DE Chris Clemons (ankle)

MLB Lofa Tatupu (knee)

CB Marcus Trufant (lower leg)

Williams practiced for the first time since straining his left foot in the game against the Saints two weeks ago. “At this point, we’re counting on him to play,” Carroll said.

Cole and Carlson did not practice and will be game-day decisions, Carroll said. Cole did more agility work during practice and then stayed out to work on engaging blockers and pushing off on the sprained ankle that has sidelined him the past four games.

“He’s really close,” Carroll said of Cole. “He got good drill work right there at the end. We’ll take him right up to game day. For sure he’ll be out competing next week, if he doesn’t make it (this week). He’s that close right now. He’s dying to get out here. We’ll just have to see how it goes on Sunday morning.

“He has to go out really flying around on Sunday to convince us that he should play this week.”

On Carlson, Carroll said, “He got a little hip flexor thing that twinged earlier in the week. We just wanted to be really careful and not aggravate it. We’ll have to see if he goes on Sunday.”

Tatupu and Trufant practiced after sitting out Wednesday and Thursday and they are expected to start against the Panthers.


In three previous games against the Panthers, Seahawks QB Matt Hasselbeck has completed 68.7 percent of his passes (68 of 99) for 694 yards, with four touchdowns and one interception.


Sunday is the Seahawks’ annual Toys for Tots toy drive and fans are asked to donate new, unwrapped toys, which will be distributed as Christmas gifts to needy children in the Seattle community. Representatives from the U.S. Marine Corps Reserve will be in Touchdown City and at all gates to accept the toys and cash donations.


“It’s a true honor and humbling just to know that you can make his day by hanging out with him.” – Tatupu on Make-a-Wish recipient Kyle Cronk, who attended practice and spent time in the locker room wearing a Tatupu No. 51 jersey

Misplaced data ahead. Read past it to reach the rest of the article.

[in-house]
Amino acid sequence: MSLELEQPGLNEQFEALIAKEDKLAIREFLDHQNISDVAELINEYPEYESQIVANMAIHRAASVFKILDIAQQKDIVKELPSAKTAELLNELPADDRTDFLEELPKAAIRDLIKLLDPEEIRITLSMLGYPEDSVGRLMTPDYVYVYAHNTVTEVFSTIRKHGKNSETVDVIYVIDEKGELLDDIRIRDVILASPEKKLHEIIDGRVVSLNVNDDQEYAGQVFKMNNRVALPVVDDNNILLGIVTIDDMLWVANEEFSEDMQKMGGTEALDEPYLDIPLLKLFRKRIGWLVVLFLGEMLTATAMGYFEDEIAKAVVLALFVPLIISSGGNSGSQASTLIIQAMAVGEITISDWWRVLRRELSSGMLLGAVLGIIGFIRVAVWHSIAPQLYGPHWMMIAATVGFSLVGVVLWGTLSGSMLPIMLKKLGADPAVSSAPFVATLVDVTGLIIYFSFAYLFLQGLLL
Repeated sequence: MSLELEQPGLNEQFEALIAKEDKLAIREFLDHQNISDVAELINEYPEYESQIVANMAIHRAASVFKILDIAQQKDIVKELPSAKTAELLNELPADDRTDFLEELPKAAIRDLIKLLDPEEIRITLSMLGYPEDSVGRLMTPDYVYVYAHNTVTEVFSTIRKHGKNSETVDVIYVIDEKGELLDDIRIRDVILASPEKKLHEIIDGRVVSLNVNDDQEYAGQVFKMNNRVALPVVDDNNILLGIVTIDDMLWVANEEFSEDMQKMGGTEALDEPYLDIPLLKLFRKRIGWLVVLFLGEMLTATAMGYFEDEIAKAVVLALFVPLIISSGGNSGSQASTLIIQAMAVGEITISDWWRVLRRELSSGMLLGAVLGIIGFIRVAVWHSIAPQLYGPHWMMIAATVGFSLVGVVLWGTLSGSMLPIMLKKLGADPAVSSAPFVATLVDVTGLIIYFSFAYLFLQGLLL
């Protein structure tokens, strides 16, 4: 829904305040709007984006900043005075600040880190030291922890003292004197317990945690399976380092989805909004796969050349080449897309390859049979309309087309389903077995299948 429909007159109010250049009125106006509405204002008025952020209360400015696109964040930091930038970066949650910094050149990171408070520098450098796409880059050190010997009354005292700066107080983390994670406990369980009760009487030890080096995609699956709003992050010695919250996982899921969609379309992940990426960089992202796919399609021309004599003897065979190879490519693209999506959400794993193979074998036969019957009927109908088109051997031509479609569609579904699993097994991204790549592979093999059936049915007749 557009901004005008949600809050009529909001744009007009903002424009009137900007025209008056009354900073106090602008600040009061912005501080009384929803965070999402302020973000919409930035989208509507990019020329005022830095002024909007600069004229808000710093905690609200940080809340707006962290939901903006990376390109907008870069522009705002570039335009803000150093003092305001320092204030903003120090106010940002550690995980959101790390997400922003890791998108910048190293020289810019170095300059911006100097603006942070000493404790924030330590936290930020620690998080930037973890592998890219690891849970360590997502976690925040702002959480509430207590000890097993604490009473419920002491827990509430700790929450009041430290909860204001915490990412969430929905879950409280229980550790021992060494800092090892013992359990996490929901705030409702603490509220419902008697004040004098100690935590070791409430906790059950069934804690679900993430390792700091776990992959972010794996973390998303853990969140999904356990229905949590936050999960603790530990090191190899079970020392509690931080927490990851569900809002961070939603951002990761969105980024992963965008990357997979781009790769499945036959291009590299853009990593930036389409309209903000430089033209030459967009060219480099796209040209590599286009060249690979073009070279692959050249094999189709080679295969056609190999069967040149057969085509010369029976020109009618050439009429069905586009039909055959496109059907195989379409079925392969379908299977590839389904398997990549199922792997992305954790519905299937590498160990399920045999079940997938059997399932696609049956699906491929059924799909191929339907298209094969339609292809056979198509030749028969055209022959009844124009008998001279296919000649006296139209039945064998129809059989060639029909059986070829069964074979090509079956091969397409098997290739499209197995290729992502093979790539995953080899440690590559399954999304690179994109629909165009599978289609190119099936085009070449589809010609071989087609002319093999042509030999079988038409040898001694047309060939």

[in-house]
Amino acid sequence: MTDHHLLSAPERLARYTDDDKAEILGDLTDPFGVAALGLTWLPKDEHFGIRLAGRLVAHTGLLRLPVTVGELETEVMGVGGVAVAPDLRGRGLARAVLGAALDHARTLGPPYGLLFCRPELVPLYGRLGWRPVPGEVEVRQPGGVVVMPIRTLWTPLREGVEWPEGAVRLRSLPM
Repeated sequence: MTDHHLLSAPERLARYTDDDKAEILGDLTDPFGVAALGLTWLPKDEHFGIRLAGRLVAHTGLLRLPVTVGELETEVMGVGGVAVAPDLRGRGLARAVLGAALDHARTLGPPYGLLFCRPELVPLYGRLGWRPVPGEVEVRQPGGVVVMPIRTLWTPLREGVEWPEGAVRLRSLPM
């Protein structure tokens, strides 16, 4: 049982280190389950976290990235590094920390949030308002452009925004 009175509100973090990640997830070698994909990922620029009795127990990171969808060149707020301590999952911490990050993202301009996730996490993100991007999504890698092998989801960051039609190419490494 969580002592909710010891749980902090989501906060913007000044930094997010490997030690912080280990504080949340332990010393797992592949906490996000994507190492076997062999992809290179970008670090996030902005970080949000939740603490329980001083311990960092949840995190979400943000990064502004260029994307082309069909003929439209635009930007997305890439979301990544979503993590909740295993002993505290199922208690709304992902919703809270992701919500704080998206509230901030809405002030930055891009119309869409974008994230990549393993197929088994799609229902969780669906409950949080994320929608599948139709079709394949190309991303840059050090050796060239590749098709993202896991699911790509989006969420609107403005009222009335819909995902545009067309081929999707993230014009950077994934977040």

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Tuesday in Hawkville

A recap of the day’s activities:


The NFC West. As the Seahawks and their division rivals move into the final five weeks of the regular season, one of the four will emerge and secure a berth in the postseason. But which team will make it a December to remember?

As ludicrous as this might sound for a team that has given up 42 and 34 points in its past two games and been outscored 83-31 in its past two home games, the Seahawks continue to control their own destiny. Of course, so do the St. Louis Rams – who also are 5-6 and beat the Seahawks in St. Louis in Week 4; and the San Francisco 49ers – who pulled to within a game of the Seahawks and Rams with Monday night’s win over the Arizona Cardinals.

But the Seahawks cannot let another home game slip away, especially with the 1-10 Carolina Panthers coming to Qwest Field on Sunday and their next home game against the 9-2 Atlanta Falcons. The Seahawks also have to travel to San Francisco to play the 49ers next week and make a Christmas weekend trip to Tampa to play the 7-4 Buccaneers before hosting the Rams in a Jan. 2 game that could determine the division champion.

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Monday in Hawkville

A recap of the day’s activities:


Accountability. The day after a game is always “Tell the Truth Monday” at Virginia Mason Athletic Center in the Seahawks first season under coach Pete Carroll. But Carroll and his staff ratcheted up the intensity today in the wake of Sunday’s 42-24 loss to the Kansas City Chiefs at Qwest Field.

“I would say it was very honest and very serious; very blunt,” quarterback Matt Hasselbeck said. “Our team meetings are always different. They’re never the same. Today was just basically, ‘Say it how it is.’

“It was good. But it was a tough day all around.”

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Hawk eyes: A few observations

For those fans attending Monday’s open practices – and especially those who aren’t – it seems an appropriate time to offer some observations after the first three practices at the Seahawks training camp.